MTSU professor talks Donald Trump, Andrew Jackson comparisons - WSMV News 4

MTSU professor talks Donald Trump, Andrew Jackson comparisons

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Donald Trump visits Franklin on the campaign trail. (WSMV) Donald Trump visits Franklin on the campaign trail. (WSMV)

President Donald Trump will lay a wreath on President Andrew Jackson's tomb at the Hermitage during his Nashville visit this week, in honor of Jackson's 250th birthday.

Prior to Trump occupying the Oval Office, the president at times drew parallels between himself and the seventh president. During the November election, Trump's political team talked up his admiration for President Jackson. The president’s first order of business upon assuming the presidency was to hang a portrait of Andrew Jackson prominently in the Oval Office.

Trump confidante and political adviser Newt Gingrich says with Donald Trump, you get the personality of two previous presidents.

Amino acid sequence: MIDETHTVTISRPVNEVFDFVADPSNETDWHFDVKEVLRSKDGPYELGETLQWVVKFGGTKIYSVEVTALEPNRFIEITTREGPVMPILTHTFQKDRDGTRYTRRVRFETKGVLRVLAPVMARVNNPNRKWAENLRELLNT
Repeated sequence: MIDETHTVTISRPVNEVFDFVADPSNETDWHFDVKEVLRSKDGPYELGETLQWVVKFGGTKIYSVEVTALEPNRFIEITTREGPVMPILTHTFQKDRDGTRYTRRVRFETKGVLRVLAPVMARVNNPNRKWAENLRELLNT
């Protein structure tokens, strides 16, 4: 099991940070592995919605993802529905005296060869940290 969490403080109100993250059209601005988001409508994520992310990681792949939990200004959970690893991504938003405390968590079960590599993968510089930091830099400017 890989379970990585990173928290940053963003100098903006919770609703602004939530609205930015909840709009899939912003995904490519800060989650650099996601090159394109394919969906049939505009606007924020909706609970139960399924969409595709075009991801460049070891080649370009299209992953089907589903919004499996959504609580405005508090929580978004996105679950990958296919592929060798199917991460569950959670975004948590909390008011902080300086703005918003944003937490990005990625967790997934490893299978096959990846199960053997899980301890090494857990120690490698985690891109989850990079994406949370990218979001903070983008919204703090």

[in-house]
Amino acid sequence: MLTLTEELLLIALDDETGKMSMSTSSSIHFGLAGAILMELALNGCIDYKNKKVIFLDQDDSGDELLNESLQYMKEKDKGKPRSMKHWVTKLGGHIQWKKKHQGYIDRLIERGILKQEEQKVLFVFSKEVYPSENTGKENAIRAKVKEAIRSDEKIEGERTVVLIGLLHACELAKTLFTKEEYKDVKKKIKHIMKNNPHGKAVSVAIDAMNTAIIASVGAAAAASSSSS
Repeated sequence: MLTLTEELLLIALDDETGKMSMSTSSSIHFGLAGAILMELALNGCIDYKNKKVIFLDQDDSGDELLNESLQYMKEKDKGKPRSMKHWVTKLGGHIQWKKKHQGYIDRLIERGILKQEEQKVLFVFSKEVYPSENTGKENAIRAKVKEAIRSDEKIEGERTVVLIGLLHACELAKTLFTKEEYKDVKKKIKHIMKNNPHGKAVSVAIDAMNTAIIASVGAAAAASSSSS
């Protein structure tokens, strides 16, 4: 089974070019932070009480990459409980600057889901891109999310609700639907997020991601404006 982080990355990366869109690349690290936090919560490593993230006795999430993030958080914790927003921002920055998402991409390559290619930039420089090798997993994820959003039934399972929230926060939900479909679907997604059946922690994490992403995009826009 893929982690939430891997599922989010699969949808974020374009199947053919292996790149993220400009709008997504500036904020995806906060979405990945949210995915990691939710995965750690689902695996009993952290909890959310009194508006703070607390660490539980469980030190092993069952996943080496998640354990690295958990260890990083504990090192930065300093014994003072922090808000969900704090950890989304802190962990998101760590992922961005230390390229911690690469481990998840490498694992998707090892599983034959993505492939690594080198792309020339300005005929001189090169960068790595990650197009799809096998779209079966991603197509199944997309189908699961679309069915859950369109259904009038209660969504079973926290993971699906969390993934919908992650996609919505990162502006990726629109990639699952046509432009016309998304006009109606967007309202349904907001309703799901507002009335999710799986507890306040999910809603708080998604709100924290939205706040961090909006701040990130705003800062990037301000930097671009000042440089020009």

"He has the disruptive power of Andrew Jackson and the sheer energy of Theodore Roosevelt," Gingrich said.

John Vile, Middle Tennessee State University professor of political science and a presidential historian, said he sees a Jackson, Roosevelt personality in Trump, but Vile said the Jackson personality is more prominent.

"They are both larger than life figures, they are both politically incorrect, both are fiercely protective of their families, both are very forceful men," Vile said.

On the Roosevelt comparison, Vile said Teddy Roosevelt had similar views to President Trump on immigration.

"Roosevelt was very concerned about people who were less than 100 percent American," Vile said.

Where the comparison ends though, Jackson had a distinguished military career. And unlike President Trump, Jackson came from humble beginnings, pulling himself up by his bootstraps. Where the two align is in their political support. Jackson pulled his support from rural America.

"While he (Jackson) owned slaves and all of that, his identity was far more with the common man," Vile said.

Fast forward to the 2016 election, a similar pattern emerges for Trump.

"If you look at Trump, where is he getting his support? A lot of it from middle to lower class, particularly white people, who consider themselves left behind," Vile said.

Vile sums it up this way.

"I think it's partly Trump’s way of saying, I'm not always politically correct, I'm a big tall man, where I go, people pay attention to me," Vile said.  

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